Sometimes thoughts swirl too fast in my head. I can feel them forming; pushing on each other trying to squeeze to the front of my cerebral cortex vying for center stage. They can just take over. They Squat inside of me, find their opening, a weak moment and they morph. I become paralyzed.
Like the time I found myself on the top of a 35 foot telephone pole. Yeah, I climbed up there and believe you me, that last step was a doozy. With no railing, nothing to hold onto but my own balance, I took that last step up and stood at the top of that pole.
It was my choice. Although, it had been planned behind my back, all the while my business partner saying, “If you don’t feel like it you don’t have to do it”. We were shooting a promotional video as a favor for the owners of this ropes course and horse ranch out in the middle of Fallbrook off I-15. I was the last shot of the day and the freak show entertainment.
So, I’m on the top of this pole and I want to be down on the ground but the only way down is to jump. I have to leap and reach for a trapeze and trust that I will catch it and be just fine. I was harnessed in, safe, supported. I didn’t feel safe. I was staring at that trapeze and my feet glued themselves to the top of that pole.
I know others who have chosen the dive. Others who have leaped, arms spread, heart finally open, leaving their fears and troubles behind them. I know others that have jumped from ledges higher than this pole. I know.
Andrea, the stocky lesbian, part owner of the ranch, stands below looking up at me. She is a complete stereotype dressed like a horse ranch owner in faded Levis, broken in Chippewa boots, button down jean work shirt. Her hands are cupped around her mouth. She shouts up at me, “What are you stuck in up there? Look how comfortable you are stuck in your old ways. You would rather stay on that pole stuck in your old ways and patterns than jump to your freedom! Don’t you want to be free?” Pop psychology aside, she does have a point. Its true. I’m up here, they’re down there and the thought has crossed my mind, just leave me here, I’ll be fine. Jumping is too scary but the only way down is to jump.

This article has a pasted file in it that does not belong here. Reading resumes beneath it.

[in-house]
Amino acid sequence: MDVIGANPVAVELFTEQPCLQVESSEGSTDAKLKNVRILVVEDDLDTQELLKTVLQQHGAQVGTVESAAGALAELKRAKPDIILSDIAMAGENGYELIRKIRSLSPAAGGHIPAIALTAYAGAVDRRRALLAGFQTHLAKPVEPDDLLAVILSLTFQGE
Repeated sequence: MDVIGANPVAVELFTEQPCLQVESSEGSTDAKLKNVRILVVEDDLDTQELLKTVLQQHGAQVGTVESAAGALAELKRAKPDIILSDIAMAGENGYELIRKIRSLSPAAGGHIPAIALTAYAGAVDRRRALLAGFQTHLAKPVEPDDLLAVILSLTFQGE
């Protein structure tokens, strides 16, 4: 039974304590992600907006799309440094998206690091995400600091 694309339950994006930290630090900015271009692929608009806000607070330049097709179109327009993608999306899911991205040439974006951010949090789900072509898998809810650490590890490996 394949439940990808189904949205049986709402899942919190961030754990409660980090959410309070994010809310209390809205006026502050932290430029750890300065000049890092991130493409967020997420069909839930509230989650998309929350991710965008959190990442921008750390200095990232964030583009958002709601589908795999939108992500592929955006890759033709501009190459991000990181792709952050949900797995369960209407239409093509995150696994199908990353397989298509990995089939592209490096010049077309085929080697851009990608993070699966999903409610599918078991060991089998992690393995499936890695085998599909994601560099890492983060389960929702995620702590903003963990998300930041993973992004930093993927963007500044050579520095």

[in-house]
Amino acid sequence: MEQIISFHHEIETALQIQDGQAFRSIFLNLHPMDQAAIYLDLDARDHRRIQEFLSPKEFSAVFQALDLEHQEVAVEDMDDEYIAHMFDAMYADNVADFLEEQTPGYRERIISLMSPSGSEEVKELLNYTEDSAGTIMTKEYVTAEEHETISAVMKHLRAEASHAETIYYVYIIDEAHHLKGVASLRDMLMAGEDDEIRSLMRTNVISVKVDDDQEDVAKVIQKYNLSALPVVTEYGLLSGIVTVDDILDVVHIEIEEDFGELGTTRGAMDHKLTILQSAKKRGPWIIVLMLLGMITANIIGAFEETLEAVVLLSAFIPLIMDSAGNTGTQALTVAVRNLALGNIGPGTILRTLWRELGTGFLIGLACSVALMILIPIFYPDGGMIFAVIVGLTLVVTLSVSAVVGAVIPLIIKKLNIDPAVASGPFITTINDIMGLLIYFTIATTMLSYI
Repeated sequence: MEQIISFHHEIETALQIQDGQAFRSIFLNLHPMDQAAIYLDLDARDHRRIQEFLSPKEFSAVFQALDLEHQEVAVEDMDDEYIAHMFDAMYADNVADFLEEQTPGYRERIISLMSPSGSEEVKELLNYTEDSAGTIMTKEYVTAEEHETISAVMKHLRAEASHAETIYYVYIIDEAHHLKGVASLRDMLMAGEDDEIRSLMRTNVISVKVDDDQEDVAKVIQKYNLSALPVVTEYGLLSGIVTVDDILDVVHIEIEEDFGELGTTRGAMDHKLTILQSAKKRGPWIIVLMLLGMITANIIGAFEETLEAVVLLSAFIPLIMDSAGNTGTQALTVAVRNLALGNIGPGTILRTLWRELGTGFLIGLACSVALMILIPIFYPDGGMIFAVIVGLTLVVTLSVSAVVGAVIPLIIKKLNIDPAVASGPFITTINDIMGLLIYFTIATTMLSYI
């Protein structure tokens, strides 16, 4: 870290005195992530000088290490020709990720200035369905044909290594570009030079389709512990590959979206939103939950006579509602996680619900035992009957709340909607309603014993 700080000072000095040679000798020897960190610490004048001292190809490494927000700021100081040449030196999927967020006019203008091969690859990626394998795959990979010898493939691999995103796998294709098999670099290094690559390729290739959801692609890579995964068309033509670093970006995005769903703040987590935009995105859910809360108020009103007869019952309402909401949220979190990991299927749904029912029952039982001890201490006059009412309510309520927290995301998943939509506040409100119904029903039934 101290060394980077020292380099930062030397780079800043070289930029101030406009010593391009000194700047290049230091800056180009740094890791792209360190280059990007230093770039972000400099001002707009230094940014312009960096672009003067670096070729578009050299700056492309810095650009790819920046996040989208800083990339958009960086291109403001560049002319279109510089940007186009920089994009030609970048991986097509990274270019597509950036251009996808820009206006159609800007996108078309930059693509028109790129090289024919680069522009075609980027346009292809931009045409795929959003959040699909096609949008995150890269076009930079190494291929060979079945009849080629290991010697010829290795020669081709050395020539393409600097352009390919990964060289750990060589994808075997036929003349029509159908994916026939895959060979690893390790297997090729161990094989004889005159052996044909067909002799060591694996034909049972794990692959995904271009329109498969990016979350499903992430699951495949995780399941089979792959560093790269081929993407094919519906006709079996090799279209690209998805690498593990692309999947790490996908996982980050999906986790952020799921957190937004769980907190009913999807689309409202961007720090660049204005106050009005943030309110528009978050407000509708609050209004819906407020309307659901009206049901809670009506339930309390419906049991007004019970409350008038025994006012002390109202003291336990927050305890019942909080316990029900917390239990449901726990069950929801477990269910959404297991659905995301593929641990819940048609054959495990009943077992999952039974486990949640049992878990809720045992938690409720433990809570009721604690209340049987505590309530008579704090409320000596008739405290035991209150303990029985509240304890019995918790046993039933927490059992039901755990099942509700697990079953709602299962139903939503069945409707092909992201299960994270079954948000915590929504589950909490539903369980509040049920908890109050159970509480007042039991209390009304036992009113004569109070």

It’s getting late. The horses are restless in the corral behind me. So are the crew. Tired from a long hot day, talking amongst themselves, occasionally looking up to see if I’m still here. Even the conductor of this movement looks away toward the cars and the long drive home.
I think of that Martin Luther King Jr. quote. Something about taking a step even if you can’t see it or know where it will lead or something like that. It’s about trust and faith.
Looking down, I realize that the wrong people surround me. I have friends that don’t respect me. I’m working with people I don’t trust. I need to remove myself. I’ve seen the lies, the pretend attempts to build bridges, bricks made of acting class exercises and alligator tears, the pretend illnesses and excuses and diversions. I’ve been on the end of too much pretend. I know when it’s happening. I feel it in the hairs that stiffen on the back of my neck and the scrape in the pit of my belly. I know it’s not just me, that they’re lying to their kids, husbands and to themselves. Still, changes must be made.
I want to go home.
I breathe in deep and I leap. My arms are reaching forward to the trapeze.
What did I leave up on that pole?
When I was 25 my Dad died. He left me broken and terrified. My family tried using alcohol and humor to cover up the hole his leaving left in each of us. Get this, his tombstone says, “Pardon me for not rising”.
For over 20 years that fear has nested in my gut like a fat-and-happy tapeworm, sucking at my life.
Pardon me for not rising and standing up for myself time and time and time again. Pardon me for not rising up, but instead hiding my light from those that can’t see their own. Pardon me for not rising up and shouting at the top of my lungs, this is what I believe, this is who I am, this is my truth. Pardon me for not rising up to every occasion in my life, standing tall and strong and proud. Pardon me for not rising and not diving sooner arms spread, like a swan or a bird in flight into the embrace of my life. Pardon me for not rising.
I didn’t reach grab the trapeze, but it didn’t matter. The rope attached to my harness deflected and stopped my free fall.
That was four years ago. I have created a lot of space since then and some of that space has been filled in with wonder and joy, love and creativity, truth and honesty and delicious friendships.
I leaped. I freed my mind and well, the rest just followed.